Delays spark extra resources

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THE Southern District Health Board (SDHB) says it has boosted staff and resources in the ophthalmology department at Southland Hospital after being ‘‘overwhelmed’’ by patients.
Four patients were adversely affected by ophthalmology delays at the hospital, the board’s 2014›15 serious adverse event report released last month said.
Two patients in their 20s were also adversely affected, but as their issues were in the current financial year their cases were not included in the report.
Koby Brown (22) hassled Southland Hospital for his overdue ophthal› mology appointment because his eyes were hurting. What he didn’t realise was he had permanently lost the sight in one eye. ‘‘I went to a doctor and they told me I was blind. I didn’t realise it — the left eye had been compensating for the right one.’’ Diagnosed about three years ago with juvenile glaucoma, a hereditary condition, the forestry worker was supposed to be checked by a specialist every six months. But he said staff told him to be ‘‘patient’’ because the hospital was busy. He was given no date for an appointment, and had to push to be seen. By the time he got an appointment, in September, it had been about 10 months since the previous one. ‘‘I used a few colourful words [at the time]. I wasn’t very impressed about it all, and I’m still not very impressed about it, but there’s not much I can do about it now.’’ He has been cleared to return to work but has been unable to yet because of severe discomfort in his right eye.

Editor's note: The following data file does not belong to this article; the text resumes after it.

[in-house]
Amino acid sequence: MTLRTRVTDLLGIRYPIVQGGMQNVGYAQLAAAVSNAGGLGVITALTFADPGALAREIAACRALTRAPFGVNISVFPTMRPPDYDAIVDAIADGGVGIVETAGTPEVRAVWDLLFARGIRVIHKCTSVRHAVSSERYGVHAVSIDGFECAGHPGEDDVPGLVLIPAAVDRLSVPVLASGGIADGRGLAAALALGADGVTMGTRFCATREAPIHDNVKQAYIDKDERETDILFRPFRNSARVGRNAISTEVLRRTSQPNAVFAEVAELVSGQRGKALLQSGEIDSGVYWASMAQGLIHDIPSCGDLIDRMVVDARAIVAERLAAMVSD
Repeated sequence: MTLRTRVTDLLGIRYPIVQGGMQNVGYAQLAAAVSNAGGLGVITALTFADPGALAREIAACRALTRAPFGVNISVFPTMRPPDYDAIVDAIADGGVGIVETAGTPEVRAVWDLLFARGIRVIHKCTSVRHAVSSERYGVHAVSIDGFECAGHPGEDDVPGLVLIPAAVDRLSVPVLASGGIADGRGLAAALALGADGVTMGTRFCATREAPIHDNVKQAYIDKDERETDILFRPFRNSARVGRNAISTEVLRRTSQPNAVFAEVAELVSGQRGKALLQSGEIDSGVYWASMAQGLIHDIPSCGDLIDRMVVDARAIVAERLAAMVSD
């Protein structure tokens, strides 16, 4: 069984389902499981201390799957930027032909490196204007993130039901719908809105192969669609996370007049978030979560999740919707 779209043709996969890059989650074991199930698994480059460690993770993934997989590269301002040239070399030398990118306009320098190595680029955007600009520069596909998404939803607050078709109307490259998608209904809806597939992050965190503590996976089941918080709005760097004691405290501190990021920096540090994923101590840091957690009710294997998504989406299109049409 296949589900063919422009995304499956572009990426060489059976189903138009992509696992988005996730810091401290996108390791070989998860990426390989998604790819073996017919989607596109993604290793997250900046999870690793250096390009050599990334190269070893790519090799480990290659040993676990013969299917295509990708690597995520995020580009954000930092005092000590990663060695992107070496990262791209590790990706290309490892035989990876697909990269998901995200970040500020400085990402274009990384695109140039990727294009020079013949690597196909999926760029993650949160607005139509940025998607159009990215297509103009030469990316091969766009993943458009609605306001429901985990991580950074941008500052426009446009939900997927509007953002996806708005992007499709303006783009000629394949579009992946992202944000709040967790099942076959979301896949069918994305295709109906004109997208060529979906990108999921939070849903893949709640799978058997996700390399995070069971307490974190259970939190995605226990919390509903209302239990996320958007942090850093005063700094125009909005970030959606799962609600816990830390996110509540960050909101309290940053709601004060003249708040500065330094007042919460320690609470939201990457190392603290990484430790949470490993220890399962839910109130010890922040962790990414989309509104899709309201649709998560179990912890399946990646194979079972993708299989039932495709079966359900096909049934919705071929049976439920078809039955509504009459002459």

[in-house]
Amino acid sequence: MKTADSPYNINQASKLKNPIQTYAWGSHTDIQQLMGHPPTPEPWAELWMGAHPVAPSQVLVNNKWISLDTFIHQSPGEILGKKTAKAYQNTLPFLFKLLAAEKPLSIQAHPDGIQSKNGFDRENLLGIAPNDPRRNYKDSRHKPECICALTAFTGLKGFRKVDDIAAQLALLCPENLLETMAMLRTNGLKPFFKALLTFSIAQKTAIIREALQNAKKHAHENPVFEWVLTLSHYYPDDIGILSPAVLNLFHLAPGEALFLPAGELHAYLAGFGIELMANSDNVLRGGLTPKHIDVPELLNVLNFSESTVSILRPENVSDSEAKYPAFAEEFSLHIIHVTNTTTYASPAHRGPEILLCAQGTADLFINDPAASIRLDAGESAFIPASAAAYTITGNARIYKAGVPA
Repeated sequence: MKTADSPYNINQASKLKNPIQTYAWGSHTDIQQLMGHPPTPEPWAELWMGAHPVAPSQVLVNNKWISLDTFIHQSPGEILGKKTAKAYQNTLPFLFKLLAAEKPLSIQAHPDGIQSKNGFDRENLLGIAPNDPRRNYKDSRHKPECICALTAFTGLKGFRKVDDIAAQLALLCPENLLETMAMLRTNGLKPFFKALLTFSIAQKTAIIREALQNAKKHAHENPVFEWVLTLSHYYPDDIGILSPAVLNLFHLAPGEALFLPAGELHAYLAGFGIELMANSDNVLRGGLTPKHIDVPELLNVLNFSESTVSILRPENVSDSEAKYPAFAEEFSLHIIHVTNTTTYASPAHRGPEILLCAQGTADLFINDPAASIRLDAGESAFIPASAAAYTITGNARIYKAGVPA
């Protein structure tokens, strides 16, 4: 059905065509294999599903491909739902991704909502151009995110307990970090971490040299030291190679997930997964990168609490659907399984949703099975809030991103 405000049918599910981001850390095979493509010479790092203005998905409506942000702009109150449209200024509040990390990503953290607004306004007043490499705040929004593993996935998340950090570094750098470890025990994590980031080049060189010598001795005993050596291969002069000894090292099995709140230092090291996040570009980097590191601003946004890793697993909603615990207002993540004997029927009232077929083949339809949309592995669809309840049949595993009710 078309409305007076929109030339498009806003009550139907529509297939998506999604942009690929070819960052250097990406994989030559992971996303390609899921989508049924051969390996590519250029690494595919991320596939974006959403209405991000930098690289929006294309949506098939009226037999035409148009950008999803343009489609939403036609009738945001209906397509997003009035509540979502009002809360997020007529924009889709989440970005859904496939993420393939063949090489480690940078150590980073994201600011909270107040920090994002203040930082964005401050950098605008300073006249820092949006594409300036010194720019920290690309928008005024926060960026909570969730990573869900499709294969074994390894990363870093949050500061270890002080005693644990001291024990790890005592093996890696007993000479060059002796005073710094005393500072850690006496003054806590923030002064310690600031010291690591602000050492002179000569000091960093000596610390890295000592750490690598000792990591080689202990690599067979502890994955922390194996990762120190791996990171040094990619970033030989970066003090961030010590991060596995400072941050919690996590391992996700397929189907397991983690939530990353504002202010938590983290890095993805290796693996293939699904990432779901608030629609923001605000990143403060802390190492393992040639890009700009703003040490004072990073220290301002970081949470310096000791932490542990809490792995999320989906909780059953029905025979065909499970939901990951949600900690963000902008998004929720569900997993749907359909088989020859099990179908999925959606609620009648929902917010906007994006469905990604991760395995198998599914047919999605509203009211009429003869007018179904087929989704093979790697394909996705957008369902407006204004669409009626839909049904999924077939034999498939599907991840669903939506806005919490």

The board has apologised to Mr Brown, for whom the episode exacted a financial toll.
‘‘I do have a mortgage to pay.’’
In an Official Information Act response last year, the board acknowledged the sight loss in the younger patients might have been prevented if their care had been adequate.
Last month, acting chief medical officer Richard Bunton said externally›led investiga› tions were under way into Mr Brown and the other younger patient’s cases, and the depart› ment now had more staff and support.
The four older patients suffered vision loss after delays in treatment when too few appointments were available, the serious adverse event report said.
‘‘Team members elevated issues to mana› gers, but there was an acceptance that because of resource constraints, improve› ments would be difficult,’’ the report said.

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